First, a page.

- Five people have been taken to hospital after a ferry crashed off Gran Canaria
- Ferry smashed into port wall in Las Palmas after a power cut 'lasting two minutes'
- One man suffered a broken collar bone, five more received treatment on scene
- Up to 200,000 litres of fuel was initially feared to have spilled into the ocean
Five people have been taken to hospital after a spectacular ferry crash on the holiday island of Gran Canaria.
The ferry crashed into a pier after suffering a technical fault that caused a power cut lasting just two minutes, according to operating company Naviera Armas.
Video footage showed the ship - which was heading towards the neighbouring island of Tenerife with 140 passengers, 30 crew members and dozens of vehicles on board - adrift and at the mercy of the sea before it hit the concrete wall at the entrance to Luz Port in the Gran Canaria capital Las Palmas.
Five people were taken to hospital including one man who suffered a broken collarbone after falling to the ground during the collision, and another five received medical attention at the scene.
Most of those affected, who included a pregnant woman, suffered panic attacks. None were seriously injured.
It is thought some British holidaymakers were on board the vessel at the time, although the exact number is not known.
The incident, involving a car ferry called the Volcan de Tamasite which regularly covers the two-and-a-half-long route between the two islands, happened just before 8.30 on Friday.
The ferry lost power as it was leaving port and crew attempts to stop the collision by getting the engines restarted and throwing down anchors failed.
The damaged port wall came down on two vehicles belonging to oil firm Onyx which were refuelling a nearby ship, causing an oil spill which last night/on Friday night led to an environmental emergency being declared.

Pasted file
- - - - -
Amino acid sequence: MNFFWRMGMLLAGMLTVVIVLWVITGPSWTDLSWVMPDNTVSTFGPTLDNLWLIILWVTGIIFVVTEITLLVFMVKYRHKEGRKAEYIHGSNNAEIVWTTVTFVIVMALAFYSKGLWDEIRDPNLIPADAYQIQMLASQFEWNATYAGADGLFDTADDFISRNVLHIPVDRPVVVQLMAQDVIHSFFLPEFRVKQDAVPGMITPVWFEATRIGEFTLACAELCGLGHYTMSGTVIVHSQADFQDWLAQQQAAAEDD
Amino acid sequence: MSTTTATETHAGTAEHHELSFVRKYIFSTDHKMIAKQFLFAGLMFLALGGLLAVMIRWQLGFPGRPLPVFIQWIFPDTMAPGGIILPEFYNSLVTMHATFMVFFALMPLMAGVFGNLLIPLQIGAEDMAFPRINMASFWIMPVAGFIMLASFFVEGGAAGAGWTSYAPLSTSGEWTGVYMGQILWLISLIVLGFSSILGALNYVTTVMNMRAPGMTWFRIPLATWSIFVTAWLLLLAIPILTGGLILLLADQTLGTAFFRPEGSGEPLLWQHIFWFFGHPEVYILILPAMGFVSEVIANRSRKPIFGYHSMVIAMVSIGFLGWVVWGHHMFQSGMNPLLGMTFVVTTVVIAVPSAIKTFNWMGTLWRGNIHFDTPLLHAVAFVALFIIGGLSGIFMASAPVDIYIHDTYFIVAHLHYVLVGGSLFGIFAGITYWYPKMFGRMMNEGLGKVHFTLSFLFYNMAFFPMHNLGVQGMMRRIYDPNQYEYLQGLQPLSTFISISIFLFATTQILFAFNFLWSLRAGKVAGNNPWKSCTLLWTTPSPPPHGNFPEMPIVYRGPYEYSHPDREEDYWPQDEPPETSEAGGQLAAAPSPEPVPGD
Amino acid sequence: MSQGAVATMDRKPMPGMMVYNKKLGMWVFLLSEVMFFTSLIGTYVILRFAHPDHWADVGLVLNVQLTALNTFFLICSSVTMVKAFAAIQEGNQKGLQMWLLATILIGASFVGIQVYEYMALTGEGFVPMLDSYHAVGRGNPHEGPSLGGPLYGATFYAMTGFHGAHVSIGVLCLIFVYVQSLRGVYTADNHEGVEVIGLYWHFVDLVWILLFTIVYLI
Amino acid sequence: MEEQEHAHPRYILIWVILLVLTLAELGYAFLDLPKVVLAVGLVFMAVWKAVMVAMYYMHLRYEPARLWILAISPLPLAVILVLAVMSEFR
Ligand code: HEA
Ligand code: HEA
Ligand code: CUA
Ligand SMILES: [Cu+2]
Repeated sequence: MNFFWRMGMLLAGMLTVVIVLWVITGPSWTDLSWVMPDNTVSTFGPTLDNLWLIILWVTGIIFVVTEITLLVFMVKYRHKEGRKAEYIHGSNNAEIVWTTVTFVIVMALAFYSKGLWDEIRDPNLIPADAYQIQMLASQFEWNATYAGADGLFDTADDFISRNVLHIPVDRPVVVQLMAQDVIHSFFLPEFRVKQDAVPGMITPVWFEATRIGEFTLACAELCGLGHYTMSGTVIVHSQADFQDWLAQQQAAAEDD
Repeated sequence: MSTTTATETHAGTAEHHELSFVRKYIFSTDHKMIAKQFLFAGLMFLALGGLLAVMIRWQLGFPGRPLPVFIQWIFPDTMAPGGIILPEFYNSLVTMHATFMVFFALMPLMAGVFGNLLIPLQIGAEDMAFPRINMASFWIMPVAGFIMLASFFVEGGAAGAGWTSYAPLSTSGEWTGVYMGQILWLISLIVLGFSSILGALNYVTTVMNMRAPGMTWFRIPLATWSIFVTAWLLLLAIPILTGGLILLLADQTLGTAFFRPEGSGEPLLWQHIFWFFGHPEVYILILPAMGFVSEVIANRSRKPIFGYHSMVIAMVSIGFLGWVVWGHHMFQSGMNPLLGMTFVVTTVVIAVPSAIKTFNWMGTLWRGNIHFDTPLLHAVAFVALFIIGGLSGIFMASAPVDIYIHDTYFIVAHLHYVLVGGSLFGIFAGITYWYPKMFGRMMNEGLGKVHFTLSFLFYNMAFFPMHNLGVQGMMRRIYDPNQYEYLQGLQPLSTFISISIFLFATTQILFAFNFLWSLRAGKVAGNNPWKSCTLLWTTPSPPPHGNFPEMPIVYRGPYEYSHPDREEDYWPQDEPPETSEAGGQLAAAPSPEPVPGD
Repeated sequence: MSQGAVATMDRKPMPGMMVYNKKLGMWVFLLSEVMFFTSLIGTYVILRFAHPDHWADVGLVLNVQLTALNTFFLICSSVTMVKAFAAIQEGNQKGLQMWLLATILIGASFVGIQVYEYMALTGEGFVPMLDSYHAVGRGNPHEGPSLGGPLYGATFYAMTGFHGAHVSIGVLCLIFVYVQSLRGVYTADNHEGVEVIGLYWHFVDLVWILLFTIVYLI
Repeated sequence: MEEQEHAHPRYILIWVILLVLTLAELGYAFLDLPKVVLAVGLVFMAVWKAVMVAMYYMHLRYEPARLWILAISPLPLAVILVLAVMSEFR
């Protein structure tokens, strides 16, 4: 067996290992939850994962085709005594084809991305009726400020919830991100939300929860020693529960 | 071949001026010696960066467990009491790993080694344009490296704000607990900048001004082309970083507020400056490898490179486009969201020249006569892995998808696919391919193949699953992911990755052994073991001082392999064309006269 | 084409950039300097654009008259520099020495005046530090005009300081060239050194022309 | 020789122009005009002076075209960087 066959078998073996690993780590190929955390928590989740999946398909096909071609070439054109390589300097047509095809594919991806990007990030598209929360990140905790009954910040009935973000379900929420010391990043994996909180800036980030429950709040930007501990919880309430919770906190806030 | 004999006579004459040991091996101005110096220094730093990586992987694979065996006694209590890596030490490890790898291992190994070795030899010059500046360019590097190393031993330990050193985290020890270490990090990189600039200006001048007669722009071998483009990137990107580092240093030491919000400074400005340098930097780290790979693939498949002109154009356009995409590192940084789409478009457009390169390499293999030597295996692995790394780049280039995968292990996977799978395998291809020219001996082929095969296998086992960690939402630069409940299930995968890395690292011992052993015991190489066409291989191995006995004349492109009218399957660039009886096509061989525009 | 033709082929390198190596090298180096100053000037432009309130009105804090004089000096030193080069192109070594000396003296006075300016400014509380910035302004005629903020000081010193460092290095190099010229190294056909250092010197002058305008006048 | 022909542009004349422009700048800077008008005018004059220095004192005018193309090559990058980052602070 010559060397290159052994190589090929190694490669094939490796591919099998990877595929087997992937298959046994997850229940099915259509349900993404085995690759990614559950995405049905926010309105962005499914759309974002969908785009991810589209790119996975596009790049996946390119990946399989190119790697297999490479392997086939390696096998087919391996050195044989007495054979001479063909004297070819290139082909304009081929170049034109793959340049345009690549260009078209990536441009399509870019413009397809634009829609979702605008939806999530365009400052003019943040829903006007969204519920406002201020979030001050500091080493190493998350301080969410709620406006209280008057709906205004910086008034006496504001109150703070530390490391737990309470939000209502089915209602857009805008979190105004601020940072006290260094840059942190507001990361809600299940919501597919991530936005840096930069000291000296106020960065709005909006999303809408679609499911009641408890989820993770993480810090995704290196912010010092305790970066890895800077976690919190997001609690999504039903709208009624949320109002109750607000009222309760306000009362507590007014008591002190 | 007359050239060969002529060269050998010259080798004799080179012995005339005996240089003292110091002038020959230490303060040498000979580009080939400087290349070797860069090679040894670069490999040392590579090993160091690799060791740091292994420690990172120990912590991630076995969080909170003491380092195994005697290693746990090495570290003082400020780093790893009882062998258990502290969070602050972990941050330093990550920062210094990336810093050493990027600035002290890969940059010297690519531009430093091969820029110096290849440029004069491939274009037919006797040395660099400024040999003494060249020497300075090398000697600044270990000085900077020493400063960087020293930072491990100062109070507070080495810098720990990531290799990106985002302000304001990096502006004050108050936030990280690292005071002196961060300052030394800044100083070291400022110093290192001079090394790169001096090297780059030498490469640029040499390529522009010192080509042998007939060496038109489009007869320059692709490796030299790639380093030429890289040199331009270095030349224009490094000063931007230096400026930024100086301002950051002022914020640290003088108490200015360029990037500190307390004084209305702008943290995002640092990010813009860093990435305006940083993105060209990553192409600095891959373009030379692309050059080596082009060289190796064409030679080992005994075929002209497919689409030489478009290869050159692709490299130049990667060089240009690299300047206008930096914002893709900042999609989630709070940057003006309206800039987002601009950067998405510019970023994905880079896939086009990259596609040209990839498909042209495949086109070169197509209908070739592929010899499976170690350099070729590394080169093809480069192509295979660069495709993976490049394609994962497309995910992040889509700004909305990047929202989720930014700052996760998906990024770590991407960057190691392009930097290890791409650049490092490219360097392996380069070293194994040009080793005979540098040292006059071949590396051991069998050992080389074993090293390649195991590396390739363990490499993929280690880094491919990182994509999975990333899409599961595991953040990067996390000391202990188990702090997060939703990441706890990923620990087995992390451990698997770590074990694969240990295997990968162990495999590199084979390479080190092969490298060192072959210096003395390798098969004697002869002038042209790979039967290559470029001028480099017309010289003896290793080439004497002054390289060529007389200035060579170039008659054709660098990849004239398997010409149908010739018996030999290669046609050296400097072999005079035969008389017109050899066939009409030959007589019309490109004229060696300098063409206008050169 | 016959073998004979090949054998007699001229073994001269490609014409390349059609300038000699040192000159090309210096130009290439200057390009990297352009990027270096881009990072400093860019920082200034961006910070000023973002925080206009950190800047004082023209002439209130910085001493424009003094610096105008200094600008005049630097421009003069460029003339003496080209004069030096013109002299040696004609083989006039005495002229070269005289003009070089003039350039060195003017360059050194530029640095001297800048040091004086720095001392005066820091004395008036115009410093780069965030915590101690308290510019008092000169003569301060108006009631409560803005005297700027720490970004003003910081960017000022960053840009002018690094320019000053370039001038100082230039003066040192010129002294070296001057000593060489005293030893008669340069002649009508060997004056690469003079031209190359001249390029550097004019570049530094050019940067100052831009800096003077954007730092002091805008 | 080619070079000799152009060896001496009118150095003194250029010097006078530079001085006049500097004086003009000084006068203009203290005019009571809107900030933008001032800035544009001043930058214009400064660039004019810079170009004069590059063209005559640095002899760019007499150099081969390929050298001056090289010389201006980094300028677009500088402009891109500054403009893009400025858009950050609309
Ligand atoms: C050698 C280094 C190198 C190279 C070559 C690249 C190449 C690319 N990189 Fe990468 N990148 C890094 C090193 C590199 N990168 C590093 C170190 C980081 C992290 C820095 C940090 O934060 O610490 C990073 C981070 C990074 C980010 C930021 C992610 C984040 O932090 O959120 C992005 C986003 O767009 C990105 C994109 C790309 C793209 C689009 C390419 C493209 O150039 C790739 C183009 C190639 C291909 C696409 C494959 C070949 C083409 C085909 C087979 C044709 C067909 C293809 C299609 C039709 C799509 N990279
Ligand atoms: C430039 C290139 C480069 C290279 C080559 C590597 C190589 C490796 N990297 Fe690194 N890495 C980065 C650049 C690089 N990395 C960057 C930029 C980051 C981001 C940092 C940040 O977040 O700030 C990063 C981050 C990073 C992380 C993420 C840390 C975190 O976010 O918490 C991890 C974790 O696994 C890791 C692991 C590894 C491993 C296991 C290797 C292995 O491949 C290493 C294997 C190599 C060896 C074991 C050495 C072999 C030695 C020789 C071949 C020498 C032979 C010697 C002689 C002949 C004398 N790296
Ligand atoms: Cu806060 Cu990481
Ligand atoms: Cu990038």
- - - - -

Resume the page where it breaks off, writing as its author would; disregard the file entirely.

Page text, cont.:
Up to 200,000 litres of fuel was initially feared to have spilled, although port authority sources said they believed the situation could be brought under control without major environmental consequences because of sea currents.
Coastguards vessels were sent to inspect the scene on Friday night.
A police investigation was underway last night in conjunction with a separate investigation by the ferry's owner Naviera Armas.
Footage taken from inside the damaged vessel after the collision - and posted on social media - showed furious passengers arguing with crew who were trying to calm them down.
An Italian man could be overheard yelling about the lack of information while a Spaniard insisted: 'We want to get off' as he told a female crew member surrounded by angry passengers that there were children on board.
The passengers began to leave the ship around 10pm and many were put up in hotels overnight.
Passenger Gabriel Velazquez said afterwards: 'People were very nervous when they felt a loud bang and then things got out of hand because no-one really knew what was happening.'
Another added: 'There were people on the floor. One of the women working in the cafe ended up trapped when something fell on her and had to be helped out.'
In December 2008, a ferry carrying 172 holidaymakers ran aground off Tenerife.
The Fred Olsen catamaran Bonanza Express got into trouble as it reached the popular tourist port at Los Cristianos in the south of the island.
The accident happened as the ship brought passengers back from a day trip to the nearby island of La Gomera.
In February 2013 five crew menbers were killed, and another three injured, after a lifeboat fell into the sea from a cruise ship tied up at the port of Santa Cruz de la Palma in the Canary Islands.
The accident happened on the Majesty, operated by UK-based Thomson Cruises, during a routine safety drill.
The bow of the ferry involved in yesterday evening's/Friday evening's accident hit the port wall.
Work to repair the damaged 30-foot wall is expected to last around four months and cost millions of pounds.
The damaged ferry returned to the port after the incident with the help of two salvage tugs although its engines restarted after the spectacular collision.
Naviera Armas boasts on its website of being the most important shipping company in the Canary Islands.
It was established in 1941 and has used more than 50 vessels over the years.
It operates around half a dozen vessels named after volcanoes in the Canary Islands.
Volcan de Tamasite, the one involved in Friday's accident, can carry 1,500 passengers and 300 vehicles and operates at 23 knots.
It was put into service 13 years ago.